I don’t support increasing taxes on small businesses, as long as they stay that way. Taxes have become an issue in the race for Congress in Iowa’s 4th district. Sioux City Journal reports:
Officials with Christie Vilsack’s congressional campaign are asking eight Iowa television stations to pull a political action group advertisement that says Vilsack supports raising taxes on small businesses.
Lawyers for Vilsack, a Democrat, have sent a letter Thursday to television station managers arguing the ad makes the unfounded accusation that Vilsack supports raising taxes on small businesses.
It apparently comes down to what the meaning of “small” is. From Christie Vilsack’s web site:
Christie Vilsack has proposed allowing the Bush Tax Cuts to expire for those making over a million dollars a year, asking them to pay their fair share. According to the nonpartisan Tax Foundation, as of 2010, less than .1 percent of all income tax filers in the state of Iowa reported an annual income over one million dollars.
That would increase the top tax rate to 39.6% for pass-through businesses successful enough to get their owners to over $1 million in taxable income. There are plenty of Iowans whose closely-held businesses put them over $1 million. It’s a small portion of returns filed, but it’s surely a large portion of Iowa form 1040 business income. Nationwide, 36% of pass-through income is taxed on returns reporting over $1 million, according to the Tax Foundation.
Is a business that makes over $1 million “small?” Obviously it’s bigger than your office Mary Kay reseller’s business, but they are small compared to publicly-traded companies. Are you only small until you are successful? As to whether they are paying their “fair share,” millionaires have an 11% share of national income, but pay 26% of income taxes. Whether that’s “fair,” like whether a business that makes $1 million is “small,” is inherently a matter of opinion.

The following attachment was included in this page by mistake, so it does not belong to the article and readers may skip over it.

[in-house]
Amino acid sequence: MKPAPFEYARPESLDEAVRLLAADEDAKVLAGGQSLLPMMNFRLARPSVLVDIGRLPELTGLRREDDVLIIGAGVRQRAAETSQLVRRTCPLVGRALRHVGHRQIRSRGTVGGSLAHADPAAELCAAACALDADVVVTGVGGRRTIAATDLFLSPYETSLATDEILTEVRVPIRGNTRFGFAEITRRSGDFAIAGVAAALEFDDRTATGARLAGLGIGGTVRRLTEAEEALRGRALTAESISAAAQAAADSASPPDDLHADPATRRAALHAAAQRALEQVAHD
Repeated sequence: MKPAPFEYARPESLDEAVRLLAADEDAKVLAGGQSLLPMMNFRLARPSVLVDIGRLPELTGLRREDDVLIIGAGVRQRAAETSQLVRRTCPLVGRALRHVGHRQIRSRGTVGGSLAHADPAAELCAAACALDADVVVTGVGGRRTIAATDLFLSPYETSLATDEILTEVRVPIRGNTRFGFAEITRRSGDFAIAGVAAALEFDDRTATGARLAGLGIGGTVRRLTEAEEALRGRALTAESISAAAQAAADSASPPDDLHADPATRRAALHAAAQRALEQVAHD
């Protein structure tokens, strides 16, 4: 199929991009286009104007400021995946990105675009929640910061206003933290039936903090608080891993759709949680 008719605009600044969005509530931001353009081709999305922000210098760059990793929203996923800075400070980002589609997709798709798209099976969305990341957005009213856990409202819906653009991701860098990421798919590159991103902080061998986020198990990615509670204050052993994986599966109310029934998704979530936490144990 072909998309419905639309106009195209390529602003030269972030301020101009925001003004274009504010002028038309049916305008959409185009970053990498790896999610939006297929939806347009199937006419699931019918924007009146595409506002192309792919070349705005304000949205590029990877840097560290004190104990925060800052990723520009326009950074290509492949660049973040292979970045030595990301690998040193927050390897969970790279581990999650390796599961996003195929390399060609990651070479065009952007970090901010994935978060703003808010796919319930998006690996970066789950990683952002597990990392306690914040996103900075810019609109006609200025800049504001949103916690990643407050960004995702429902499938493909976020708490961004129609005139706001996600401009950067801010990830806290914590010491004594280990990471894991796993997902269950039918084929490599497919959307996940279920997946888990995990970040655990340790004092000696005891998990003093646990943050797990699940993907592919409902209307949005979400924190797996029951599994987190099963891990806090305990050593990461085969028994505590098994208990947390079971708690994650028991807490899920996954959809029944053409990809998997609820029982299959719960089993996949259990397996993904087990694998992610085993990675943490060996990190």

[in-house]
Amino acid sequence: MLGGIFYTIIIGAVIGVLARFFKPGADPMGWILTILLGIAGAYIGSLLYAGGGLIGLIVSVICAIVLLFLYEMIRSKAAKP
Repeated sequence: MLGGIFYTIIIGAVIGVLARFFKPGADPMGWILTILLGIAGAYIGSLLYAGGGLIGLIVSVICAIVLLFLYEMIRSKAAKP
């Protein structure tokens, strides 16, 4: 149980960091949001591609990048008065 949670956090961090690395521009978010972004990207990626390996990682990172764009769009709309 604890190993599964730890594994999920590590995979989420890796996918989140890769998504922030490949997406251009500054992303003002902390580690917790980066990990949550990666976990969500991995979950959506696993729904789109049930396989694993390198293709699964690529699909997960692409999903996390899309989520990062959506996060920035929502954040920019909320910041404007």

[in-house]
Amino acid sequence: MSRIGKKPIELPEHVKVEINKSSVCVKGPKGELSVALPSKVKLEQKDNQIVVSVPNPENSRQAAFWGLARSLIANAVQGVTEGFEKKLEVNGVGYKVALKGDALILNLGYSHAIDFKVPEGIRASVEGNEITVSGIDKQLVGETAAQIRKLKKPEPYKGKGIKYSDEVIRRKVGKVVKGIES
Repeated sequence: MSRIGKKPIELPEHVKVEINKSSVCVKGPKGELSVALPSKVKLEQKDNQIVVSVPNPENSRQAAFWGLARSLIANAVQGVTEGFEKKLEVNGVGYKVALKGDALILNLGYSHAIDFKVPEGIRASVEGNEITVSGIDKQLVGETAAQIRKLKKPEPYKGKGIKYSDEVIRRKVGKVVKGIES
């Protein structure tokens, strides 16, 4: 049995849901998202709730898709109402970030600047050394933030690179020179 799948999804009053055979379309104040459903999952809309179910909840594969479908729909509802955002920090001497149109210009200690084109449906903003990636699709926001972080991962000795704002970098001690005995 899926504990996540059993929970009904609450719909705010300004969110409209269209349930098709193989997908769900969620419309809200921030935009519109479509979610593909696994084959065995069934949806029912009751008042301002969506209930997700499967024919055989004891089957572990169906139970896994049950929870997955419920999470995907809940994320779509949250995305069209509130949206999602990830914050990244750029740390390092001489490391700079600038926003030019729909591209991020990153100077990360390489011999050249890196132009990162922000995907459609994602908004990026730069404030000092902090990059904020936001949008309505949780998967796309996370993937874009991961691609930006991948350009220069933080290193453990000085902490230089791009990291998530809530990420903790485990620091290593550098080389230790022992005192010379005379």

Brinkmanship at the fiscal cliff. Tax Analysts reports ($link):
President Obama will veto any bill that comes before him if it includes an extension of the 2001 and 2003 tax cuts for income exceeding $200,000 for individuals or $250,000 for joint filers, White House spokesman Jay Carney confirmed October 18.
Speaking of taxes on small businesses.
More inflation adjustments. In addition to the new limits for 2013 pension contributions and the new FICA base, the IRS has issued other inflation adjustments (Rev. Proc. 2012-41) for next year. One key number: the annual exclusion for gift taxes rises to $14,000 per donor, per donee, from $13,000.
Linda Beale, Another Court Strikes Down DOMA
Robert D. Flach, 2013 INFLATION ADJUSTMENTS
Brutal Assault on Reason Watch:
TaxGrrrl, More on Romney’s Tax Returns
Howard Gleckman, The Real Lesson About Capping Itemized Deductions (TaxVox)
Jim Maule ponders Fishing for Deductions
News you can use: Why the 2013 Tax Season May Give Me Lots More Gray Hair (Russ Fox)
You can’t make this stuff up. Tax return numbers, that is. From the Washington Post:
A local make-up manufacturer who sold lipstick, nail polish and blush to retailers around the world pleaded guilty to tax evasion on Thursday in federal court in Maryland.
Bae Soo “Chris” Chon, the former owner of Mirage Cosmetics in Greenbelt, engaged in a scheme to divert at least $1.8 million from overseas cosmetics sales to foreign bank accounts, according to the plea deal.
The IRS prefers to see your taxable income without the benefit of foundation or blush.